But if you are off to explore, forget the lot! Buy what you need and rely on the kindness of strangers. I’ve had bikers help solder starter cables on the autobahn (using a gas cooker!) and been given week’s worth of hospitality by people I’ve never met before just because they were decent folk and I was in need.

    PS download all those iso-s before you go, it gets old and expressive on a hotspot pretty quickly and they take up no room.

  4. Two laptops indeed, an usb oscilloscope (pico), an ultra cheap logic analyzer (ebay 8ch, 24MHz), an even cheaper ST-Link clone, soldering iron with a powerbank, some solder and a half finished project (incl some spare parts) and I’m ready to go.

    1. I second the picoscope, I have two of them, it’s so nice just to toss one of them in the laptop bag and have a decent ‘scope with me. Picotech software runs on Linux too, something I appreciate. They don’t support non-intel Linux though, so a Raspberry Pi with the picoscope is out.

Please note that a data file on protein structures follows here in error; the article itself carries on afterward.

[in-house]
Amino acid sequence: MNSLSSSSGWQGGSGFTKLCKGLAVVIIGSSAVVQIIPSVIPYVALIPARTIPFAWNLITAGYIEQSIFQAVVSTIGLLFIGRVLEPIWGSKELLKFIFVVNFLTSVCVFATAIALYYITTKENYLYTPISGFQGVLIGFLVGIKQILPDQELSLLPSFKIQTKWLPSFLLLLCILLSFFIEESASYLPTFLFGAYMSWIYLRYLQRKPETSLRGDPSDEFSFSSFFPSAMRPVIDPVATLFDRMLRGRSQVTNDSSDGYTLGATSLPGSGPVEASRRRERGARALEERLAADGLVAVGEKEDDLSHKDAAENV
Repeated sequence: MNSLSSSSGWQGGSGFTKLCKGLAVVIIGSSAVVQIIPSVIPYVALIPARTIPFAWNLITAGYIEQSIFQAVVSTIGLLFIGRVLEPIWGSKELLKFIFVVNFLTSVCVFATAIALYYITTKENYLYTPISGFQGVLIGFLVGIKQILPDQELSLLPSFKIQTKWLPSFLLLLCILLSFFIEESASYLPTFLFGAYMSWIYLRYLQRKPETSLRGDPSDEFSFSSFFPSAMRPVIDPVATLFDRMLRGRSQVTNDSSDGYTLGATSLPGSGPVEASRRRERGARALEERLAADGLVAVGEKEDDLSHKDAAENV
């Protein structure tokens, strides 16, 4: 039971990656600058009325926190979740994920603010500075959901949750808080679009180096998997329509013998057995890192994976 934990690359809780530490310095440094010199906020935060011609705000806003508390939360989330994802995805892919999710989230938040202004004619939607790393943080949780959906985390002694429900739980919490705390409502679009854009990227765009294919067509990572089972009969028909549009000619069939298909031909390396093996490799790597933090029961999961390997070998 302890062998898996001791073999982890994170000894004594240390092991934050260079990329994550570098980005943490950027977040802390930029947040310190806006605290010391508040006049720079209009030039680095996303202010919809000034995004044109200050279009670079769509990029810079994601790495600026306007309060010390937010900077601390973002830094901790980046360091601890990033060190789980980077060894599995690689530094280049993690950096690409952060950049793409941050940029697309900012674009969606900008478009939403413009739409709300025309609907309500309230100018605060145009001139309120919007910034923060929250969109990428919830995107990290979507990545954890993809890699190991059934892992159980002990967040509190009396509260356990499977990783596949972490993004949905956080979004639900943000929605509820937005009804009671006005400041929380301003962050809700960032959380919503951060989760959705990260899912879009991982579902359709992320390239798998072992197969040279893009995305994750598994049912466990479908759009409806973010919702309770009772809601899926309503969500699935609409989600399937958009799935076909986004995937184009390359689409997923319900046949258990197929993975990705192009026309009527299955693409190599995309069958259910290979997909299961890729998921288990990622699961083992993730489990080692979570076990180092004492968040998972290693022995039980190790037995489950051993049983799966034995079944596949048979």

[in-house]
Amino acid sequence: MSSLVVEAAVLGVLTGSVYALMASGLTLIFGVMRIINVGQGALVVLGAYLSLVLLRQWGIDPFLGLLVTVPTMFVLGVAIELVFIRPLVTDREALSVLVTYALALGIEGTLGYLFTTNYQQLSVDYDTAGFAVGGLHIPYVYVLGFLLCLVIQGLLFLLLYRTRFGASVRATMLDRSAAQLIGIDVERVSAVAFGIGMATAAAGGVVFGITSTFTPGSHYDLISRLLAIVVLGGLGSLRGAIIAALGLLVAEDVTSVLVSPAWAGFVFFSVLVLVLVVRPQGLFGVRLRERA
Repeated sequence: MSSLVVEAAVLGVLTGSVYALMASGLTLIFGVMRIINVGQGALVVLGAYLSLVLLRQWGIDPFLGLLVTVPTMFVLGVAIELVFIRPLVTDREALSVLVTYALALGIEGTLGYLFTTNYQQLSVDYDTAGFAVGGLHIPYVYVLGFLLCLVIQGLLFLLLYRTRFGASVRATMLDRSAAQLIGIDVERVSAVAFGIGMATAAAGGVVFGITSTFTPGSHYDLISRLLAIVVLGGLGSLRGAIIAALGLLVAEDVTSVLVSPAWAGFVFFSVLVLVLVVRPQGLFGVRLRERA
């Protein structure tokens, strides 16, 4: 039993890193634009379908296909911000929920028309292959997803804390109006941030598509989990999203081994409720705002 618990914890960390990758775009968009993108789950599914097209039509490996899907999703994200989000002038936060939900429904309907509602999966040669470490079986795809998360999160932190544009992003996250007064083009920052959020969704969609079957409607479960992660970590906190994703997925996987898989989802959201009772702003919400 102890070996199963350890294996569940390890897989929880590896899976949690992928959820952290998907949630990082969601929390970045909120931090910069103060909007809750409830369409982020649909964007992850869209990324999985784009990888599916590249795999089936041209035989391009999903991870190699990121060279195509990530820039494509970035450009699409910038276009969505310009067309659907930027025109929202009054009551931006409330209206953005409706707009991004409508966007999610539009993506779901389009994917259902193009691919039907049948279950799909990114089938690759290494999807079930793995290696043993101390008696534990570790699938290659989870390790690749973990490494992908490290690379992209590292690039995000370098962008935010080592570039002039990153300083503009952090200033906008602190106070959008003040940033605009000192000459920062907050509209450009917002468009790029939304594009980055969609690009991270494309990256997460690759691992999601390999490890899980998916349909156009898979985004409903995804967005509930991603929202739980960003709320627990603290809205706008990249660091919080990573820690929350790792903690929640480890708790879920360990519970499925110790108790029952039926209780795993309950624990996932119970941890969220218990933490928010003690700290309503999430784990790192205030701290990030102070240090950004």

5. My friend Helen was homeless, she had nothing, and carried nothing around because she counted on blending in. Even then she’d be told to leave places, based on her looks.

    I hope this isn’t as bad.

    1. I’m very privileged in this context, I have very good friends, I have resources, I have a car, and I have a job.

      It’s slowly sorting itself out, because of those. I’m fully aware of that privilege.

  6. Mountain bike multitools are tiny, lightweight, like swiss army knives but more useful for disassembly, where a SAK is more useful for camping. Teensy for code development, spi/i2c/serial comm, and power sequencing problems. Very small-nosed jeweler’s pliers. That solves most of my problems.

  7. A Leatherman Micra and a couple of tiny AAA powered LED flashlights (Fenix E05 these days) are always in my pocket. My pack always has a portable phone charging power pack, a small (paper) notebook and a Cross Pen. Life is too short for unreliable leaky pens.

    My vehicle always has a basic multimeter. A Fluke 101 is rugged, small, reliable, and cheap. I also carry a small socket set, screwdrivers, pliers, some nitrile exam gloves (for greasy mechanical messes or potential biohazards), and a basic first aid kit.

    Beyond this, I may carry other gadgets, but it really depends on what I’m expecting to do.